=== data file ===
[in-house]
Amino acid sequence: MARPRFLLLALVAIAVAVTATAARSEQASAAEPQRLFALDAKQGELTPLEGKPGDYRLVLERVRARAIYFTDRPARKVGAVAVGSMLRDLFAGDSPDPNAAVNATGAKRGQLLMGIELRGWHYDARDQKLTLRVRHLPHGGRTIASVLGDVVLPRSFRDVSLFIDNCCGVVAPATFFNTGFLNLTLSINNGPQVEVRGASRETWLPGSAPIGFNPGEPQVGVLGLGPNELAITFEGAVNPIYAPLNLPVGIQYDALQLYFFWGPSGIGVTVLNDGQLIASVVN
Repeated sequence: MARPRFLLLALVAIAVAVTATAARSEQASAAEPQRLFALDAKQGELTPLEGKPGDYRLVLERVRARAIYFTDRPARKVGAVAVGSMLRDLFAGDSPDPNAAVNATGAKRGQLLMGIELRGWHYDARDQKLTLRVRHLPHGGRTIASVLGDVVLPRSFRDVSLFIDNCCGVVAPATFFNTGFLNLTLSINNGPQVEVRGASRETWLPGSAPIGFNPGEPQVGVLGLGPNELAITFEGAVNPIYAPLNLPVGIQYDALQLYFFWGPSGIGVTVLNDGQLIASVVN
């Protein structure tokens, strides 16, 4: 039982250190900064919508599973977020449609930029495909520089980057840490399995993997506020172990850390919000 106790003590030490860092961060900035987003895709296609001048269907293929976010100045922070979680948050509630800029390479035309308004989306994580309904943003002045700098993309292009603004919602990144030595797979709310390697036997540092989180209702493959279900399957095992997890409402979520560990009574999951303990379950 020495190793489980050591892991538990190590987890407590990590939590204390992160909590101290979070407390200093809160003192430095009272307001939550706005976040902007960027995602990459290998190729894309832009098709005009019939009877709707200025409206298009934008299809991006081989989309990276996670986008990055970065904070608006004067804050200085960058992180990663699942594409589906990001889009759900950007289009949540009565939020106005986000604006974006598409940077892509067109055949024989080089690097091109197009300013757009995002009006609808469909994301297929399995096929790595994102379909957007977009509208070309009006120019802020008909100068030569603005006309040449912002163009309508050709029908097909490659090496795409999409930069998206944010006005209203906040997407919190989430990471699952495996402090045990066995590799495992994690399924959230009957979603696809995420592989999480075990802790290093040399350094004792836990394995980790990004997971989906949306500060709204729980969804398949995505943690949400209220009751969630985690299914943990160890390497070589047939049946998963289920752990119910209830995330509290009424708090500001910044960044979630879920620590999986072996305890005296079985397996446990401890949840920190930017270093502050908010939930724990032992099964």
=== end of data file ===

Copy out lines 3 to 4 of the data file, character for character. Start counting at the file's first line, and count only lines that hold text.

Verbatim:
Repeated sequence: MARPRFLLLALVAIAVAVTATAARSEQASAAEPQRLFALDAKQGELTPLEGKPGDYRLVLERVRARAIYFTDRPARKVGAVAVGSMLRDLFAGDSPDPNAAVNATGAKRGQLLMGIELRGWHYDARDQKLTLRVRHLPHGGRTIASVLGDVVLPRSFRDVSLFIDNCCGVVAPATFFNTGFLNLTLSINNGPQVEVRGASRETWLPGSAPIGFNPGEPQVGVLGLGPNELAITFEGAVNPIYAPLNLPVGIQYDALQLYFFWGPSGIGVTVLNDGQLIASVVN
């Protein structure tokens, strides 16, 4: 039982250190900064919508599973977020449609930029495909520089980057840490399995993997506020172990850390919000 106790003590030490860092961060900035987003895709296609001048269907293929976010100045922070979680948050509630800029390479035309308004989306994580309904943003002045700098993309292009603004919602990144030595797979709310390697036997540092989180209702493959279900399957095992997890409402979520560990009574999951303990379950 020495190793489980050591892991538990190590987890407590990590939590204390992160909590101290979070407390200093809160003192430095009272307001939550706005976040902007960027995602990459290998190729894309832009098709005009019939009877709707200025409206298009934008299809991006081989989309990276996670986008990055970065904070608006004067804050200085960058992180990663699942594409589906990001889009759900950007289009949540009565939020106005986000604006974006598409940077892509067109055949024989080089690097091109197009300013757009995002009006609808469909994301297929399995096929790595994102379909957007977009509208070309009006120019802020008909100068030569603005006309040449912002163009309508050709029908097909490659090496795409999409930069998206944010006005209203906040997407919190989430990471699952495996402090045990066995590799495992994690399924959230009957979603696809995420592989999480075990802790290093040399350094004792836990394995980790990004997971989906949306500060709204729980969804398949995505943690949400209220009751969630985690299914943990160890390497070589047939049946998963289920752990119910209830995330509290009424708090500001910044960044979630879920620590999986072996305890005296079985397996446990401890949840920190930017270093502050908010939930724990032992099964």